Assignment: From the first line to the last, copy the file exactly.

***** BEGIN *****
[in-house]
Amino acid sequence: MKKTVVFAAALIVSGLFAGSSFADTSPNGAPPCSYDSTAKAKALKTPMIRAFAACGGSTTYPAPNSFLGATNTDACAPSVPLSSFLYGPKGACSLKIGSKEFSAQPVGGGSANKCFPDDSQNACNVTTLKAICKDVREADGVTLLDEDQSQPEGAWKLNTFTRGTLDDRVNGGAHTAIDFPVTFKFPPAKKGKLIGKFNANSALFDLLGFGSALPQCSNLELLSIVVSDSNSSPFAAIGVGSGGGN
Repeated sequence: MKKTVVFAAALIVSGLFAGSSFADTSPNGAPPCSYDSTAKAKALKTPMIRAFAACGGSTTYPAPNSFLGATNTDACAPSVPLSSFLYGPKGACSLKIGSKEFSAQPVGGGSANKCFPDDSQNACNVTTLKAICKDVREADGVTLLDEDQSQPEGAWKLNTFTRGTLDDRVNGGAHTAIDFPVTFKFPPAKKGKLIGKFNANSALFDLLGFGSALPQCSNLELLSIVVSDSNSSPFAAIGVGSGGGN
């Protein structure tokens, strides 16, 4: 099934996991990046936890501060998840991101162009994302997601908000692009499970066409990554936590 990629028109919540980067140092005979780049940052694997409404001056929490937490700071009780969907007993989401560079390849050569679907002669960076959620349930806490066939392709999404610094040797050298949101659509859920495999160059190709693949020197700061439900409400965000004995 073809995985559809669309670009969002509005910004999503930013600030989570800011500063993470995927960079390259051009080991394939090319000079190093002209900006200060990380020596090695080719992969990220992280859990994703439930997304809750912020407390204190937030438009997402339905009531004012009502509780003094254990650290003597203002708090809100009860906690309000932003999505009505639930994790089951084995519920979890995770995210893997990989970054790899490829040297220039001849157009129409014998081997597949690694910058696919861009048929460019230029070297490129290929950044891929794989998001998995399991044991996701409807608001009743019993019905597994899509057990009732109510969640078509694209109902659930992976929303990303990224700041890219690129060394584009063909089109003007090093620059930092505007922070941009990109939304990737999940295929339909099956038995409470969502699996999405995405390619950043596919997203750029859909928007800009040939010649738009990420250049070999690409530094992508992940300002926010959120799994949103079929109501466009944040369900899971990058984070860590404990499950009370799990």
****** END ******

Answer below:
[in-house]
Amino acid sequence: MKKTVVFAAALIVSGLFAGSSFADTSPNGAPPCSYDSTAKAKALKTPMIRAFAACGGSTTYPAPNSFLGATNTDACAPSVPLSSFLYGPKGACSLKIGSKEFSAQPVGGGSANKCFPDDSQNACNVTTLKAICKDVREADGVTLLDEDQSQPEGAWKLNTFTRGTLDDRVNGGAHTAIDFPVTFKFPPAKKGKLIGKFNANSALFDLLGFGSALPQCSNLELLSIVVSDSNSSPFAAIGVGSGGGN
Repeated sequence: MKKTVVFAAALIVSGLFAGSSFADTSPNGAPPCSYDSTAKAKALKTPMIRAFAACGGSTTYPAPNSFLGATNTDACAPSVPLSSFLYGPKGACSLKIGSKEFSAQPVGGGSANKCFPDDSQNACNVTTLKAICKDVREADGVTLLDEDQSQPEGAWKLNTFTRGTLDDRVNGGAHTAIDFPVTFKFPPAKKGKLIGKFNANSALFDLLGFGSALPQCSNLELLSIVVSDSNSSPFAAIGVGSGGGN
């Protein structure tokens, strides 16, 4: 099934996991990046936890501060998840991101162009994302997601908000692009499970066409990554936590 990629028109919540980067140092005979780049940052694997409404001056929490937490700071009780969907007993989401560079390849050569679907002669960076959620349930806490066939392709999404610094040797050298949101659509859920495999160059190709693949020197700061439900409400965000004995 073809995985559809669309670009969002509005910004999503930013600030989570800011500063993470995927960079390259051009080991394939090319000079190093002209900006200060990380020596090695080719992969990220992280859990994703439930997304809750912020407390204190937030438009997402339905009531004012009502509780003094254990650290003597203002708090809100009860906690309000932003999505009505639930994790089951084995519920979890995770995210893997990989970054790899490829040297220039001849157009129409014998081997597949690694910058696919861009048929460019230029070297490129290929950044891929794989998001998995399991044991996701409807608001009743019993019905597994899509057990009732109510969640078509694209109902659930992976929303990303990224700041890219690129060394584009063909089109003007090093620059930092505007922070941009990109939304990737999940295929339909099956038995409470969502699996999405995405390619950043596919997203750029859909928007800009040939010649738009990420250049070999690409530094992508992940300002926010959120799994949103079929109501466009944040369900899971990058984070860590404990499950009370799990």